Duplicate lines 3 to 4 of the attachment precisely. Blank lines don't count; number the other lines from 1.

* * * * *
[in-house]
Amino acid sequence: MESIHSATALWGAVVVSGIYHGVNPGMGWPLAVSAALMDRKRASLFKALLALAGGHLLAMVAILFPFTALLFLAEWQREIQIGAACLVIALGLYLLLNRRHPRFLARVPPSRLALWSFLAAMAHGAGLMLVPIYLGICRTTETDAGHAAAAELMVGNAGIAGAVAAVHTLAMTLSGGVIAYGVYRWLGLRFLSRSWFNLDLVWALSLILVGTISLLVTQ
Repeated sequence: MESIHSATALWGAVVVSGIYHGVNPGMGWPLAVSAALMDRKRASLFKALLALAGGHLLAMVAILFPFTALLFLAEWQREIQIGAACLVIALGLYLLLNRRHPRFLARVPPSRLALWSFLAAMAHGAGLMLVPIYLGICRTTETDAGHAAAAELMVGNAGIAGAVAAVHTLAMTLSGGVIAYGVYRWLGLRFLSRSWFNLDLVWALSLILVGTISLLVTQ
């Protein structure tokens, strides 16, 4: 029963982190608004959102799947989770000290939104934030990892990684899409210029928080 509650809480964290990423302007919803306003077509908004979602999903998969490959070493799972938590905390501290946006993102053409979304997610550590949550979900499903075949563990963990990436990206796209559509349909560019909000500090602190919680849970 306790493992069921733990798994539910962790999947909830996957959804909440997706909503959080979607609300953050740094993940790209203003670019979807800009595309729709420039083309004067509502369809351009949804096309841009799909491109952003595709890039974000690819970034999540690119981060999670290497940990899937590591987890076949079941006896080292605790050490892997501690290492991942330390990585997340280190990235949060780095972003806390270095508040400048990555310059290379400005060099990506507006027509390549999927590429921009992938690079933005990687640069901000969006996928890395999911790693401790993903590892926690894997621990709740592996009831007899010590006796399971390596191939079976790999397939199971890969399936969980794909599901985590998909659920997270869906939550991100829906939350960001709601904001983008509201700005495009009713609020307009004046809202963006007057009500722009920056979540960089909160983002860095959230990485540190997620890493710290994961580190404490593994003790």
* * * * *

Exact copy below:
Repeated sequence: MESIHSATALWGAVVVSGIYHGVNPGMGWPLAVSAALMDRKRASLFKALLALAGGHLLAMVAILFPFTALLFLAEWQREIQIGAACLVIALGLYLLLNRRHPRFLARVPPSRLALWSFLAAMAHGAGLMLVPIYLGICRTTETDAGHAAAAELMVGNAGIAGAVAAVHTLAMTLSGGVIAYGVYRWLGLRFLSRSWFNLDLVWALSLILVGTISLLVTQ
């Protein structure tokens, strides 16, 4: 029963982190608004959102799947989770000290939104934030990892990684899409210029928080 509650809480964290990423302007919803306003077509908004979602999903998969490959070493799972938590905390501290946006993102053409979304997610550590949550979900499903075949563990963990990436990206796209559509349909560019909000500090602190919680849970 306790493992069921733990798994539910962790999947909830996957959804909440997706909503959080979607609300953050740094993940790209203003670019979807800009595309729709420039083309004067509502369809351009949804096309841009799909491109952003595709890039974000690819970034999540690119981060999670290497940990899937590591987890076949079941006896080292605790050490892997501690290492991942330390990585997340280190990235949060780095972003806390270095508040400048990555310059290379400005060099990506507006027509390549999927590429921009992938690079933005990687640069901000969006996928890395999911790693401790993903590892926690894997621990709740592996009831007899010590006796399971390596191939079976790999397939199971890969399936969980794909599901985590998909659920997270869906939550991100829906939350960001709601904001983008509201700005495009009713609020307009004046809202963006007057009500722009920056979540960089909160983002860095959230990485540190997620890493710290994961580190404490593994003790």